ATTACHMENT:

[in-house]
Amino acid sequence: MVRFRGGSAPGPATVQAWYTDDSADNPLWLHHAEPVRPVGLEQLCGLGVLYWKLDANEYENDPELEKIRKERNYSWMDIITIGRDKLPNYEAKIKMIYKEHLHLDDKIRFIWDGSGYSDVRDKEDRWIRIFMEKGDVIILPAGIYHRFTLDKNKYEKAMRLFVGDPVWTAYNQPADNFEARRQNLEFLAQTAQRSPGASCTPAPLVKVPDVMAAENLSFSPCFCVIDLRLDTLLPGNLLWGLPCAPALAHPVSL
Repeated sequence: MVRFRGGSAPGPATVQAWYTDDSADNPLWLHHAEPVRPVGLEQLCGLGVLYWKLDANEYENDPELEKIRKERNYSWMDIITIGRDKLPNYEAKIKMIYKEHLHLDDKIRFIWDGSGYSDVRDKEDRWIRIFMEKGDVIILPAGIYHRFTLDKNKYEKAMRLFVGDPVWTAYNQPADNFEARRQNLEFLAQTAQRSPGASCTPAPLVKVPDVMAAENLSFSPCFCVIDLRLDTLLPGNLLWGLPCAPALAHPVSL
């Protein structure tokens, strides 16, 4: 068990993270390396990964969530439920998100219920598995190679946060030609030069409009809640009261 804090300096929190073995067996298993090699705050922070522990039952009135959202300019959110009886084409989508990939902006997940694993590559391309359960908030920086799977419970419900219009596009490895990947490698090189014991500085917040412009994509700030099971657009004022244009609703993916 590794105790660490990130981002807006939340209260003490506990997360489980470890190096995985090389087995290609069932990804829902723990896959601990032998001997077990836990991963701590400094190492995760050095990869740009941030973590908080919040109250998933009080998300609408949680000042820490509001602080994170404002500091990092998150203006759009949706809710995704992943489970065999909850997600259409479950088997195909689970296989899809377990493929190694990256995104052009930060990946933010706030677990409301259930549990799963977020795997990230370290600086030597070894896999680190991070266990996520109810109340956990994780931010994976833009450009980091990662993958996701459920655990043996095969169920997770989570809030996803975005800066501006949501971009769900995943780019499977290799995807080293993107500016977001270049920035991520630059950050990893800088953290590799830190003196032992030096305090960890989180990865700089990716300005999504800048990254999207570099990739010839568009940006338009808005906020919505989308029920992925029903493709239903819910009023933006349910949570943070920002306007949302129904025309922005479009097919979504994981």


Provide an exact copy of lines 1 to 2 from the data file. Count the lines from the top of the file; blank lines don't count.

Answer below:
[in-house]
Amino acid sequence: MVRFRGGSAPGPATVQAWYTDDSADNPLWLHHAEPVRPVGLEQLCGLGVLYWKLDANEYENDPELEKIRKERNYSWMDIITIGRDKLPNYEAKIKMIYKEHLHLDDKIRFIWDGSGYSDVRDKEDRWIRIFMEKGDVIILPAGIYHRFTLDKNKYEKAMRLFVGDPVWTAYNQPADNFEARRQNLEFLAQTAQRSPGASCTPAPLVKVPDVMAAENLSFSPCFCVIDLRLDTLLPGNLLWGLPCAPALAHPVSL